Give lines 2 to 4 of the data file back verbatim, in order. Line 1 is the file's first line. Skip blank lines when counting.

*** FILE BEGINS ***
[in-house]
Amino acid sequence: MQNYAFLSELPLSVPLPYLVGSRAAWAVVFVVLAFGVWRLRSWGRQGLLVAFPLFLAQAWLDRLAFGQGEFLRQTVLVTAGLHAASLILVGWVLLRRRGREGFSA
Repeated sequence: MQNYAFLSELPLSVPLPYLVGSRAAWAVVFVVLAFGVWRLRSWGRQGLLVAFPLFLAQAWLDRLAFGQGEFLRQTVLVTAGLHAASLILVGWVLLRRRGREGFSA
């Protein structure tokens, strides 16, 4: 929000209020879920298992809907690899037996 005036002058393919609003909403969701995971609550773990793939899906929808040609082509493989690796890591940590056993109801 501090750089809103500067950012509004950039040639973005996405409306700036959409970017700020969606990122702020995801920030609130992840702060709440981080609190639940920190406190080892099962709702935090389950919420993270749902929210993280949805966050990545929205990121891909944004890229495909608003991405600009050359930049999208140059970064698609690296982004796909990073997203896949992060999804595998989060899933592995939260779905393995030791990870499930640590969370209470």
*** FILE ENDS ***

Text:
Amino acid sequence: MQNYAFLSELPLSVPLPYLVGSRAAWAVVFVVLAFGVWRLRSWGRQGLLVAFPLFLAQAWLDRLAFGQGEFLRQTVLVTAGLHAASLILVGWVLLRRRGREGFSA
Repeated sequence: MQNYAFLSELPLSVPLPYLVGSRAAWAVVFVVLAFGVWRLRSWGRQGLLVAFPLFLAQAWLDRLAFGQGEFLRQTVLVTAGLHAASLILVGWVLLRRRGREGFSA
């Protein structure tokens, strides 16, 4: 929000209020879920298992809907690899037996 005036002058393919609003909403969701995971609550773990793939899906929808040609082509493989690796890591940590056993109801 501090750089809103500067950012509004950039040639973005996405409306700036959409970017700020969606990122702020995801920030609130992840702060709440981080609190639940920190406190080892099962709702935090389950919420993270749902929210993280949805966050990545929205990121891909944004890229495909608003991405600009050359930049999208140059970064698609690296982004796909990073997203896949992060999804595998989060899933592995939260779905393995030791990870499930640590969370209470």